4. Hello,
    I would like to thank you for conducting this research as it tends to be overlooked. I have personally seen the struggles a veteran faces when they’re attempting to reconnect with the civilian side, especially when they’re trying to pursue a degree. I find it very interesting that the female participants are more resilient than their male counterparts and wonder if male culture has anything to do with this? Also, I am very interested in the coaching of male veterans to minimize their experiential avoidance and was wondering what methods you may employ in order to accomplish this? I am very impressed with your presentation and the way you articulate your points. I look forward to seeing the finished results and exploring the mindfulness app. Thank you again for sharing.

  5. Hello, I really enjoyed learning more about this topic. It is indeed very unfortunate that so many nowadays suffer with PTSD. Especially veterans are exposed to these mental health issues and they are often ignored. On the college student side, I feel like society many times also ignores all of the pressure and hardships that students face on their everyday life. There is no doubt that there are many consequences of having this disorder. It is very important for these individuals to go to therapy and actively seek help from the people around them. At the same time, exercising resilience and mindfulness is a very important component on learning to cope with this disorder. Mental health is a crucial part of our lives and we need to be more aware of it. Like you mentioned, there is very little research done on this subject that is why your input and research on this is so important! Thank you for sharing.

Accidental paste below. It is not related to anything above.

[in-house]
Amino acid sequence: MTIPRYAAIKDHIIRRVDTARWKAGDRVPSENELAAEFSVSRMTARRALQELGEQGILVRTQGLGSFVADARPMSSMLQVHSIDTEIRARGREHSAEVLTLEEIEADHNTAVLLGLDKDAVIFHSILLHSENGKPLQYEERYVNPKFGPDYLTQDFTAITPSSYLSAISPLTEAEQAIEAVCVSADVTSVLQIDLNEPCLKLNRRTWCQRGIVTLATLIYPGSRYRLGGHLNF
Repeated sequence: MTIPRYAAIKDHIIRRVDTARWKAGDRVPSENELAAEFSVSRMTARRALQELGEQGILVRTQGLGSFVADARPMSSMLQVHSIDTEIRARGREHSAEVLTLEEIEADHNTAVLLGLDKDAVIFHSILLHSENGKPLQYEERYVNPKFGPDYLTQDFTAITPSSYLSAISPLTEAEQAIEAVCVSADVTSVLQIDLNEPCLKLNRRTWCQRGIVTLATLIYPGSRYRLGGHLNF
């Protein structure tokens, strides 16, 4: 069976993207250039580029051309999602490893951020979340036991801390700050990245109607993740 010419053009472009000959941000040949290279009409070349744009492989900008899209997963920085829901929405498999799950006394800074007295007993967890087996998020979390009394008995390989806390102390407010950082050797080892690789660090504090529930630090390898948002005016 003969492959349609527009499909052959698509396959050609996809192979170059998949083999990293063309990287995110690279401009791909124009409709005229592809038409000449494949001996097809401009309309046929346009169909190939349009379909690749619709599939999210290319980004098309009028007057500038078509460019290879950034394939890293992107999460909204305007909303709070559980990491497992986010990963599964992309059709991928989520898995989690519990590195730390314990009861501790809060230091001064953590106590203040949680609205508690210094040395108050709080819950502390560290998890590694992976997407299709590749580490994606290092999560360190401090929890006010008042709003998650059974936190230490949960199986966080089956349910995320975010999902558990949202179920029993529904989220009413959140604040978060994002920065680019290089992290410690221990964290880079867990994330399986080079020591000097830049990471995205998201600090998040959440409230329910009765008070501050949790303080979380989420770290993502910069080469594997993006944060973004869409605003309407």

6. I have always thought the topic of PTSD within veterans and how it is handled has been overlooked. I loved your presentation bringing light to the problem. Your study conducted on over 100 UNLV students makes this problem even more relevant as it is happening at our very own college. I think the creation of an app to encourage mindfulness and resilience will help Veterans and others deal with their PTSD in a more effective way.

  7. Hey Ehdsky-Ray,

    I believe your specific research population is often overlooked in both the veteran and college student communities. I found it impressive that you were able to gather a sample size of 133 participants. From your research the main topic I found most interesting was the results of women demonstrating higher levels of resilience than that of their male counterparts. Could that information be caused by a gender difference or could the cause be that the sample size of participants that are women was significantly less than that of the male gender? I am curious to see why women show higher levels of resilience, but your research topic was well thought out, specific, and provided quality results that will provide information to schools and other college student veterans. You did a great job on your presentation and the information should be viewed as an asset to universities as well as this target population of veterans.